The U.S. Attorney's Office has issued a statement regarding the use of marijuana in Washington and Colorado to remind people that possession, selling or growing the substance is still illegal under federal law.
"The Department's responsibility to enforce the Controlled Substances Act remains unchanged," reads the statement released on Dec. 5, the day before possession of less than an ounce of marijuana became legal under Washington state law.
"Neither states nor the executive branch can nullify a statute passed by Congress," the U.S. Attorney's Office statement said.
The statement also reminds members of the public that bringing any amount of marijuana onto federal property, including federal buildings, national parks and forests, military installations and courthouses remains a federal crime.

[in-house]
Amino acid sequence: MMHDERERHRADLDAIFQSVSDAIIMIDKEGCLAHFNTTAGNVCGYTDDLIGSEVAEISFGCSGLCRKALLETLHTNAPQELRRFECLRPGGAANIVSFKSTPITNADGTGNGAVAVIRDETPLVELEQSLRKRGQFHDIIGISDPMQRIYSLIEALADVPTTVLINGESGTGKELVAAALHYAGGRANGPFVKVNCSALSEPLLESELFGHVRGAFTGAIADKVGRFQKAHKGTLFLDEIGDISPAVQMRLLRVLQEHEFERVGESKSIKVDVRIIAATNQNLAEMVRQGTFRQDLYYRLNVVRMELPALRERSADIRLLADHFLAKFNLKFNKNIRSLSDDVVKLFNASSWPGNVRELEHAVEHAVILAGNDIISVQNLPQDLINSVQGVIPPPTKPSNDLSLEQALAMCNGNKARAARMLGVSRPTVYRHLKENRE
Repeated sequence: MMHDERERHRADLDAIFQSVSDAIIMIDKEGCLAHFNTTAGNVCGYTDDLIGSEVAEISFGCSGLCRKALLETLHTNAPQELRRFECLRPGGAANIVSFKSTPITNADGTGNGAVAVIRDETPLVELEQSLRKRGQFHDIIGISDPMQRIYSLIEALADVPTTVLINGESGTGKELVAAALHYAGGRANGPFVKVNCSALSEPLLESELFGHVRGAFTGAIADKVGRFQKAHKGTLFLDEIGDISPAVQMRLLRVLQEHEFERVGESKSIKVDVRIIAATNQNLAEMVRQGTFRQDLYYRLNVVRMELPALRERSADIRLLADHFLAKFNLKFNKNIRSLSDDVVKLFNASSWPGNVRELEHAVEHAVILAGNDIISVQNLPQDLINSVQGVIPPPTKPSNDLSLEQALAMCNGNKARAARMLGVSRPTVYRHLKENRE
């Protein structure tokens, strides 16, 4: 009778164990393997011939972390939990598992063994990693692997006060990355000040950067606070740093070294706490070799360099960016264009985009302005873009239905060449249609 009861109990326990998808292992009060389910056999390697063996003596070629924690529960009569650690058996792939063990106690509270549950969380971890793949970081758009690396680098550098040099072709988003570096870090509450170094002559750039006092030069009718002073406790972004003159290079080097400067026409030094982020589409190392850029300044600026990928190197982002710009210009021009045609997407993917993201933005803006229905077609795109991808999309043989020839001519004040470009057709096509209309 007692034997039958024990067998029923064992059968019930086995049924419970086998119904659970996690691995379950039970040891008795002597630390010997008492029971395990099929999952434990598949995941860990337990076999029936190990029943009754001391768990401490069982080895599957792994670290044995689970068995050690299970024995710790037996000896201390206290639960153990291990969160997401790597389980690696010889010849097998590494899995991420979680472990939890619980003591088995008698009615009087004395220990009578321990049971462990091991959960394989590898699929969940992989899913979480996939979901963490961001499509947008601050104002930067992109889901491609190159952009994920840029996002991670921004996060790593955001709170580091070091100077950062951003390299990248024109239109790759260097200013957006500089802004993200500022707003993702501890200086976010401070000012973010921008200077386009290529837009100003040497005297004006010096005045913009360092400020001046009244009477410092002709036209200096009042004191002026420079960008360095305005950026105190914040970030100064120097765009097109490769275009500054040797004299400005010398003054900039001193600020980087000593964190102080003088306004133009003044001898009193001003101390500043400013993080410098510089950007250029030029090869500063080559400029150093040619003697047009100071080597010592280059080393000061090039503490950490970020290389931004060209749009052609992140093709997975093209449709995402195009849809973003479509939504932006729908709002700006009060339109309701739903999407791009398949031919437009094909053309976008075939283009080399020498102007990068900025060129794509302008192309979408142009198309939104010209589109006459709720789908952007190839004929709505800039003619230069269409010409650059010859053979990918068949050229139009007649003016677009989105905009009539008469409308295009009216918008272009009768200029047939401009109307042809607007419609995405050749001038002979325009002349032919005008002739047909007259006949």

The Washington State Patrol said it may take some time before statistics on the impact of the law are available, and some information will never be known.
"There will be no way to tell how many people troopers might have contacted with less than an ounce of marijuana and who were not arrested," said a patrol spokesperson. "It's fundamental that we don't keep tabs on people engaged in legal conduct."
The Washington State Patrol said it will continue to arrest impaired drivers, regardless of what they are impaired by.
"It has always been a crime to drive while impaired by drugs whether they be illegal, legal or even medically prescribed," said the patrol spokesman. "This new law does not change how troopers will determine impairment at the side of the road."
The Portland Police Bureau also issued a statement to Oregon residents on the change in Washington state law.
"Much like existing fireworks laws, what is legal in Washington is not legal in Oregon," said the bureau. "In other words, if it goes high in the air or gets you high, you should probably use it in the Evergreen State."